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Food,Glorious Food: London Street Food – Borough Market – Big Cheese Sandwich,International Street Food

17/02/2020

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BOROUGH MARKET, LONDON STREET FOOD, BIG GRILLED CHEESE SANDWICH, INTERNATIONAL STREET FOOD, Borough Market is a wholesale and retail food market in Southwark, London, England. It is one of the largest and oldest food markets in London. The present-day market mainly sells speciality foods to the general public. However, in the 20th century, it was essentially a wholesale market, selling produce in quantity to greengrocers. It was the main supplier, along with Covent Garden, of fruits and vegetables to retail greengrocers’ shops. Amongst the notable businesses trading in the market were Vitacress, Lee Brothers (potato merchants whose signage can still be seen in the market), Manny Sugarman and AW Bourne. JO Sims, the main importer for South African citrus fruit (Outspan), were also located in the market.
Vegetable stall
Stallholders come to trade at the market from different parts of the UK, and traditional European products are also imported and sold. Amongst the produce on sale are fresh fruit and vegetables, cheese, meat, game, baked bread and pastries.

The market is a charitable trust administered by a board of volunteer trustees, who have to live in the area.[9]

Borough Market and the surrounding streets have been used as a film location for such features as Bridget Jones’s Diary (2001), Lock, Stock and Two Smoking Barrels (1998) and Harry Potter and the Prisoner of Azkaban (2004).[10] As reported by the London Evening Standard, the market is available to hire for private events. The present market, located on Southwark Street and Borough High Street just south of Southwark Cathedral on the southern end of London Bridge, is a successor to one that originally adjoined the end of London Bridge. It was first mentioned in 1276, although the market itself claims to have existed since 1014 “and probably much earlier”[3] and was subsequently moved south of St Margaret’s church on the High Street.[4] The City of London received a royal charter from Edward VI in 1550 to control all markets in Southwark (see Guildable Manor), which was confirmed by Charles II in 1671. However, the market caused such traffic congestion that, in 1754, it was abolished by an Act of Parliament.[5][6]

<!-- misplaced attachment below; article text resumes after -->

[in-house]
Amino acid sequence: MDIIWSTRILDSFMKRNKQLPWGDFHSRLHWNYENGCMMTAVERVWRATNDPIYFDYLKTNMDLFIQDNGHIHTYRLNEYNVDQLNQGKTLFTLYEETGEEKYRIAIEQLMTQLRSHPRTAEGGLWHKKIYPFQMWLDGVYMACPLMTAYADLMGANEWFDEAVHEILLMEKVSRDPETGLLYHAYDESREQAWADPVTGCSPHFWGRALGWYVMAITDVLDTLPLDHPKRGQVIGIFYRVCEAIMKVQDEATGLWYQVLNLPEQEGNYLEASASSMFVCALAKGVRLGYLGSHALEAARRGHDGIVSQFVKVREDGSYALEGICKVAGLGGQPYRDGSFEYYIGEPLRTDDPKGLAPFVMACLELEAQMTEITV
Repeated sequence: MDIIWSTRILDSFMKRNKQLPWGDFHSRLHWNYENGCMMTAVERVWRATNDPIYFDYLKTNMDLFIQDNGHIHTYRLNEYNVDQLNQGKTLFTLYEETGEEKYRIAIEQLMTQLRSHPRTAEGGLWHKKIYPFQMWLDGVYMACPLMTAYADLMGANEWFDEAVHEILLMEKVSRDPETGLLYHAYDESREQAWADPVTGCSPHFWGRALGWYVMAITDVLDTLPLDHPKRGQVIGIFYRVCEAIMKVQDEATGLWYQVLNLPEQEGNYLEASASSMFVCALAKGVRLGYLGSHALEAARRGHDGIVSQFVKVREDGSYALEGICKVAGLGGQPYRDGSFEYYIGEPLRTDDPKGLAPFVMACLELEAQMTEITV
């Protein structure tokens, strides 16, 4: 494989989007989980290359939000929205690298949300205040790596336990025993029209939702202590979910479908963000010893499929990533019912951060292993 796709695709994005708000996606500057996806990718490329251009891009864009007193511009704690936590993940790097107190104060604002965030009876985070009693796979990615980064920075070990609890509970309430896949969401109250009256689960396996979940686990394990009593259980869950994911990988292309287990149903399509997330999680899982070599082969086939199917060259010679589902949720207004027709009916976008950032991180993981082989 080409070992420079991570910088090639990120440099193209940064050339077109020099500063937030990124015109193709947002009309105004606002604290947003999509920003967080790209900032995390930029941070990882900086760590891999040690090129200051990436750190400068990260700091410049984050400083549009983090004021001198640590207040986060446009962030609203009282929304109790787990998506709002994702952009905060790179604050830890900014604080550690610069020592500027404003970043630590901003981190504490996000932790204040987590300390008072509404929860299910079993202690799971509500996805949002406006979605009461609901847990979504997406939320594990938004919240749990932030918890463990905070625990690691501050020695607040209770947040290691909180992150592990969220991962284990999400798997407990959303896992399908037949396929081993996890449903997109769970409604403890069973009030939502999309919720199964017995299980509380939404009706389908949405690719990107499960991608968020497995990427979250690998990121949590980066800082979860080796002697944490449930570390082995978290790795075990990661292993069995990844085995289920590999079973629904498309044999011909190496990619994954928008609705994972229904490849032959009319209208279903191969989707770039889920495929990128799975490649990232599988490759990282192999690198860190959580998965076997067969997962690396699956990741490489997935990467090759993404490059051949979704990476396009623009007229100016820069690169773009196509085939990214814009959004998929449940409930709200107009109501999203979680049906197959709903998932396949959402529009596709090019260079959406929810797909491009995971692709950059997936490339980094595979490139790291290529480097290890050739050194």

The Act allowed for the local parishioners to set up another market on a new site, and in 1756, it began again on a 4.5-acre (18,000 m²) site in Rochester Yard.[5][6] During the 19th century, it became one of London’s most important food markets due to its strategic position near the riverside wharves of the Pool of London.[5]

The retail market operates on Wednesdays and Thursdays from 10 a.m. to 5 p.m., Fridays from 10 a.m. to 6 p.m., and Saturdays from 8 a.m. to 5 p.m. The wholesale market operates on all weekday mornings from 2 a.m. to 8 a.m.

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